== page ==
Health science research grows fastest

In 2009, medical and health science personnel comprised over one-fourth of all the researchers in the higher education sector and the independent research institute sector in Norway. (Photo: Colourbox)

Medical and health science research is the largest research field in Norway, and activities have increased dramatically in recent years. About 129 million Euro (NOK 7 billion) is invested annually in this type of research. 

The increase has taken place both at the level of the hospital trusts and within the higher education sector.

“Continually improving public health is resulting in a larger proportion of elderly among the population. In the years to come, more people will live with complex, chronic conditions,” says Jesper Simonsen, Executive Director of the Division for Society and Health at the Research Council.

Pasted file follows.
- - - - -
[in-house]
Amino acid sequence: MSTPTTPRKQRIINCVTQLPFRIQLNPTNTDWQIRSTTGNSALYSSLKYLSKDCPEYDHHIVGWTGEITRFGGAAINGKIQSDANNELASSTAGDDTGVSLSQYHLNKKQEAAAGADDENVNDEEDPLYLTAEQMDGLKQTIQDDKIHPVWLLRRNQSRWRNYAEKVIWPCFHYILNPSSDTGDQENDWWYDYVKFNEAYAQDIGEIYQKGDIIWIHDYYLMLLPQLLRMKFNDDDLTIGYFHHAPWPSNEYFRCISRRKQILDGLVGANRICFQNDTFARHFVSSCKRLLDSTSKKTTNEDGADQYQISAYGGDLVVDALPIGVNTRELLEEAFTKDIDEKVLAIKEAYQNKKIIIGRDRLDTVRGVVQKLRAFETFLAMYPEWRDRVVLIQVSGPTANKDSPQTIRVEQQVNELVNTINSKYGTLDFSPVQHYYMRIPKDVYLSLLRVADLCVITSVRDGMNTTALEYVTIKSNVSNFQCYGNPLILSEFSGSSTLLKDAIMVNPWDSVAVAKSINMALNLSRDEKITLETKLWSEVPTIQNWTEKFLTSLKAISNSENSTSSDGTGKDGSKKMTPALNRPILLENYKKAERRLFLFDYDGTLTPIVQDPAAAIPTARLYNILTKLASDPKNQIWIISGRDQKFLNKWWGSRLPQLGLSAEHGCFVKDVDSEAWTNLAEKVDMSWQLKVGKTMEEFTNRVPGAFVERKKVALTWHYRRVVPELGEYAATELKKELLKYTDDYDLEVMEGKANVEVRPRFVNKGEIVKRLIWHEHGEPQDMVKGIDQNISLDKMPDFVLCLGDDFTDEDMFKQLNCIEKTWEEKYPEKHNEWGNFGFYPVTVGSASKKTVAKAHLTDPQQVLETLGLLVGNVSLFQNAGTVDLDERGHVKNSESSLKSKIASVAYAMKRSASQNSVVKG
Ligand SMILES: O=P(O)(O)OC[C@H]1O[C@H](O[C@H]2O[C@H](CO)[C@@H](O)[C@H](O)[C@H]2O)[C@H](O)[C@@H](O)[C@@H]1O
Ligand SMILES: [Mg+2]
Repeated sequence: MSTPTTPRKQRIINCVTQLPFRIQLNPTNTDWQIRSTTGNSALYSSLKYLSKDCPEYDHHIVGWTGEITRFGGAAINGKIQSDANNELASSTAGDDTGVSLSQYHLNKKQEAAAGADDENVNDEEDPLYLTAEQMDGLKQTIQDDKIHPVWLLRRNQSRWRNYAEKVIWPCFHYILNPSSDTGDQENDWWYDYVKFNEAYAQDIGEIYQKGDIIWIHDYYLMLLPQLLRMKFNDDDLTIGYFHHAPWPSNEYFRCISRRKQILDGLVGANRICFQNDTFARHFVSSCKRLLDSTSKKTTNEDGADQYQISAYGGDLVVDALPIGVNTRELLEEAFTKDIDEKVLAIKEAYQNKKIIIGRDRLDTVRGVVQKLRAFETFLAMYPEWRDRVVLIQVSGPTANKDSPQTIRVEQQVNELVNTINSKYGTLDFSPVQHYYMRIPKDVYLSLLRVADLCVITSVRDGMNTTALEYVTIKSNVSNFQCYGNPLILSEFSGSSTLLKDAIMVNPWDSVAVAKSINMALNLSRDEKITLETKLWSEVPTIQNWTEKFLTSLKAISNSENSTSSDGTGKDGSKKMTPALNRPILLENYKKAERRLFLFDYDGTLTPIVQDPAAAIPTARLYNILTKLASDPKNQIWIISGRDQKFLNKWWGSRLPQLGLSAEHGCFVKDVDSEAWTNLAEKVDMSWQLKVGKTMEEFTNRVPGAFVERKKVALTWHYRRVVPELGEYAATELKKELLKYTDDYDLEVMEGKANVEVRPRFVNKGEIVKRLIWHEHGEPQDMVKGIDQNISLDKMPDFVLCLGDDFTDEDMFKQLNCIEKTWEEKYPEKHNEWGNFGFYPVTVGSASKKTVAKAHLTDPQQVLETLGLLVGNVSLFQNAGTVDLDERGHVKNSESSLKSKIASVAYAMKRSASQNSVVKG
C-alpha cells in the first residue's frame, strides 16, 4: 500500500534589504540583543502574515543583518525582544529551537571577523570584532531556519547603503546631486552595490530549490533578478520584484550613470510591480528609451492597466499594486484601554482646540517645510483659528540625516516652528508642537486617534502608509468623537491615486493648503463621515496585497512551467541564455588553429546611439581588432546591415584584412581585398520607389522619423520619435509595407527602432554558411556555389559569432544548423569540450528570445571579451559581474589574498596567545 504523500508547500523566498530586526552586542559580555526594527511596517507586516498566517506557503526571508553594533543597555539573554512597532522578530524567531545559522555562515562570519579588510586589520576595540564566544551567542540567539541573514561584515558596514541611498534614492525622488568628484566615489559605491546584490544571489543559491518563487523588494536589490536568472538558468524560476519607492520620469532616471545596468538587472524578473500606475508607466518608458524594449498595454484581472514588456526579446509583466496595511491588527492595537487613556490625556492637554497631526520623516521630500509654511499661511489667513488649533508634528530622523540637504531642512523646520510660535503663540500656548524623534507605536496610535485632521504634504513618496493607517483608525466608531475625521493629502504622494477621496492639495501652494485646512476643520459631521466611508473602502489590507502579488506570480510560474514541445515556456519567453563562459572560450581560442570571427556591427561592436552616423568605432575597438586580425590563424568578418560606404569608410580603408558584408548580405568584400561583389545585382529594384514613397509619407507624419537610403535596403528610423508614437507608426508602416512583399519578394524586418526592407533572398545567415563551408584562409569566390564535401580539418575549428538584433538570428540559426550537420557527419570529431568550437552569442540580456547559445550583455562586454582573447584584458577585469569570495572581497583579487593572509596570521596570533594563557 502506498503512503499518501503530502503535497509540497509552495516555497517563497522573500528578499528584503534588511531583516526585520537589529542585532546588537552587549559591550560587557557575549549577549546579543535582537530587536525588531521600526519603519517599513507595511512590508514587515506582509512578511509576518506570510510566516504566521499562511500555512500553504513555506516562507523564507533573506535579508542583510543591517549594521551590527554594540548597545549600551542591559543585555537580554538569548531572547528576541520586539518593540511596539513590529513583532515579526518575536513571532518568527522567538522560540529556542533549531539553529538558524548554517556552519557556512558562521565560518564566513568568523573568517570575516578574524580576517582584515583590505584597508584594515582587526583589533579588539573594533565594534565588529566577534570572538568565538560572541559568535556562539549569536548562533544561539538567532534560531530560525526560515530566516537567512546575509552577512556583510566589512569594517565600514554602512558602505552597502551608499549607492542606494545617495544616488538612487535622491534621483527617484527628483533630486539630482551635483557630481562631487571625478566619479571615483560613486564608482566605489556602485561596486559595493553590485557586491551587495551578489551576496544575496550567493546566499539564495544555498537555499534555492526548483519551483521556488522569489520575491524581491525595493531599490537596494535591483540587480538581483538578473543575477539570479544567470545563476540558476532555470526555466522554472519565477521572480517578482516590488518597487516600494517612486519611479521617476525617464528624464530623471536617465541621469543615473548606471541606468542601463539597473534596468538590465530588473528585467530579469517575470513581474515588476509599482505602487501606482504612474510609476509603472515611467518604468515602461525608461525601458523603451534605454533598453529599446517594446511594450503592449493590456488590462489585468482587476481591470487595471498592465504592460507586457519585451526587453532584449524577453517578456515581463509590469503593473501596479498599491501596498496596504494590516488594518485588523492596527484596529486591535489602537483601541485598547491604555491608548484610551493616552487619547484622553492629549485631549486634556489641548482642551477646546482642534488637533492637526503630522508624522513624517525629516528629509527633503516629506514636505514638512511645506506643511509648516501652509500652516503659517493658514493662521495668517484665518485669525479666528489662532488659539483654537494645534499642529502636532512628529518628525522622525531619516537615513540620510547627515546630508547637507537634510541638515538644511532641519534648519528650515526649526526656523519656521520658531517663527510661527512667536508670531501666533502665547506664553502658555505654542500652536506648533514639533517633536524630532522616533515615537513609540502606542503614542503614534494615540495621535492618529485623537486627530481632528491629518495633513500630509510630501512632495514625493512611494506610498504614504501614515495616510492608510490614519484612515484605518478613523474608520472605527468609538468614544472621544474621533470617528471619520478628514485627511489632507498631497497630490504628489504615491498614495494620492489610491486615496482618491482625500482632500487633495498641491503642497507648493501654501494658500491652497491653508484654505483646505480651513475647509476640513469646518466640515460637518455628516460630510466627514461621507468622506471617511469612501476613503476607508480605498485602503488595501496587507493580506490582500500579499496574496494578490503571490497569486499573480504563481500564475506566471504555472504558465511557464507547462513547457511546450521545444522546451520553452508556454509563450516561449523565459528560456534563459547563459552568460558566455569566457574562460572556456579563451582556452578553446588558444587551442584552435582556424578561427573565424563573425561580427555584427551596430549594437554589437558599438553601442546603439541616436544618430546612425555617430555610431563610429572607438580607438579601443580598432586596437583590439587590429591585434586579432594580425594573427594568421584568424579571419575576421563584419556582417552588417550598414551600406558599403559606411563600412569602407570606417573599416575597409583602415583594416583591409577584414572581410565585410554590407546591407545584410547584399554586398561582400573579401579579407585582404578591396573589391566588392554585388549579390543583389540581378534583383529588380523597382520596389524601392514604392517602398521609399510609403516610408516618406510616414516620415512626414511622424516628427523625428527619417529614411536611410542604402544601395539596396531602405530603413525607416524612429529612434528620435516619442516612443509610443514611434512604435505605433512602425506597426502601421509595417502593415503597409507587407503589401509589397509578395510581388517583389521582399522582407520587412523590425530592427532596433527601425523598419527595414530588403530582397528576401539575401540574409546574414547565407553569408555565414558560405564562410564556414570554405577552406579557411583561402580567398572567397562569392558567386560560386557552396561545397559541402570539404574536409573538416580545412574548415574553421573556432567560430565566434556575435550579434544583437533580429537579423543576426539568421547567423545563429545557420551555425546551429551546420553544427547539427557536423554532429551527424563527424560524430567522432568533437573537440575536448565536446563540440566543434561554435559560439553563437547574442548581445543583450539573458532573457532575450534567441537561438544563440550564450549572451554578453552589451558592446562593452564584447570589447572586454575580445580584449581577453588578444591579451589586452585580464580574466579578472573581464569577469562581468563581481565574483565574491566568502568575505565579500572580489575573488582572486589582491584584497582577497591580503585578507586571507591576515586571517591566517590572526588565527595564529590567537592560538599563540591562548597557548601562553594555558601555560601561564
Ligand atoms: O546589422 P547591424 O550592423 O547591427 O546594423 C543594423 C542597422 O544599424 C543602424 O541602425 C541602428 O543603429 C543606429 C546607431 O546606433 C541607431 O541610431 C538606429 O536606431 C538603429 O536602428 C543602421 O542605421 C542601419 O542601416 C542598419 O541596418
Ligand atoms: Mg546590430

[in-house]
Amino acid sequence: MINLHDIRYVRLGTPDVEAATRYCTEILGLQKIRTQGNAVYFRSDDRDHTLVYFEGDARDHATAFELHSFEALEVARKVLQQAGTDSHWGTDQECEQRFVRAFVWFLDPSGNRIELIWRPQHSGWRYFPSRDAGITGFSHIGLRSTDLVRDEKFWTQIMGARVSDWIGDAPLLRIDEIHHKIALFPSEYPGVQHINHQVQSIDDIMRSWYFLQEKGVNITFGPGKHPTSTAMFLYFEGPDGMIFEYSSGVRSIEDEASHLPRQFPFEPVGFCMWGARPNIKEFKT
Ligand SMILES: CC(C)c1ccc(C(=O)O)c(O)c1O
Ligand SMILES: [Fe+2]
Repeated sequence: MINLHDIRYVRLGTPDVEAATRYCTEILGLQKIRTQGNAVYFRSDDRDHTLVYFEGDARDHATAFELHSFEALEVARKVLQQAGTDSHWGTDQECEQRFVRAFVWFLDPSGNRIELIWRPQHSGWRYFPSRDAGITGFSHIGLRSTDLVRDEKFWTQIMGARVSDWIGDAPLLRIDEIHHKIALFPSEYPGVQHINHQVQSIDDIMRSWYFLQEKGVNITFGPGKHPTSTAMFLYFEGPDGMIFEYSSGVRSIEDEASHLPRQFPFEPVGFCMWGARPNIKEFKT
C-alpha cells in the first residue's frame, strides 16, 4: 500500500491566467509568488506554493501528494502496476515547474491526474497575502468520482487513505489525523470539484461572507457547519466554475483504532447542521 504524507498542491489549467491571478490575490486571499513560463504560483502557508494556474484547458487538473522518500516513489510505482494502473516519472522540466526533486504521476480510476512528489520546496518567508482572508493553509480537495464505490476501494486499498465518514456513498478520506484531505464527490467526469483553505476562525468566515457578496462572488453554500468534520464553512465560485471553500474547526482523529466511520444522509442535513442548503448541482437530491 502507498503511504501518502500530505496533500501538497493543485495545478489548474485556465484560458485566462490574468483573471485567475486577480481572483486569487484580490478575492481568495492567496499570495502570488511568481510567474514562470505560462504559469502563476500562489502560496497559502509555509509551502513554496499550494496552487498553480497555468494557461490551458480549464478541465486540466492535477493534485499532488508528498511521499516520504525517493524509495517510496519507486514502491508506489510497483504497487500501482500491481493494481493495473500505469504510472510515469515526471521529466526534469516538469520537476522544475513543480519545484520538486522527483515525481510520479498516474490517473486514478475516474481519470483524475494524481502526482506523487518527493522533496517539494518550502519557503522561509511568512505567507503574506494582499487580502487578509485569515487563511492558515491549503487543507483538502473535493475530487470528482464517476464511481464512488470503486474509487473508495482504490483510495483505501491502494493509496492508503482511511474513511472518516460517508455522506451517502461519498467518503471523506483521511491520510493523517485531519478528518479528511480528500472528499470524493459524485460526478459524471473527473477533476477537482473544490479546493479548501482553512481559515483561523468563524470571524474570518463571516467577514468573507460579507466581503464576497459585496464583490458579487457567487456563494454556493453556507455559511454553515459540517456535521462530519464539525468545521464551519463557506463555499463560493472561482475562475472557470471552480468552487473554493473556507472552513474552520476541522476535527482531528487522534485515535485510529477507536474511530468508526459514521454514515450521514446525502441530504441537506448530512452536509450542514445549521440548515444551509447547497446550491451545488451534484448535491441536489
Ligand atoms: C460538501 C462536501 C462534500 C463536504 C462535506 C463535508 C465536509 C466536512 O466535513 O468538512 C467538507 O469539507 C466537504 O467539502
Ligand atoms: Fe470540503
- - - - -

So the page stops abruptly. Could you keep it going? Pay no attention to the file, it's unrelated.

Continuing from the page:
“We need more research on diseases that strike many elderly people, such as diabetes, COPD, heart disease, stroke and cancer, and especially Alzheimer’s. We must also increase research and innovation to improve the health services and make them more efficient and to enhance coordination between the various service levels.”

Nordic health research

Denmark allocates the greatest amount of funding to medical R&D at EUR 300 per capita, while Sweden and Iceland invest about EUR 260. This is followed by Norway with about EUR 170 per capita.

The differences between the Nordic countries are mainly a reflection of the size of their individual pharmaceutical industries.

A unique feature of Norway is that it has the largest proportion of medical and health science research conducted by the public sector or the higher education sector, according to a new report on R&D investments in medicine and health sciences in Norway.

The report was commissioned by the Research Council of Norway and drawn up by the Nordic Institute of Studies in Innovation, Research and Education (NIFU). 

Read the full story at the Research Council of Norway

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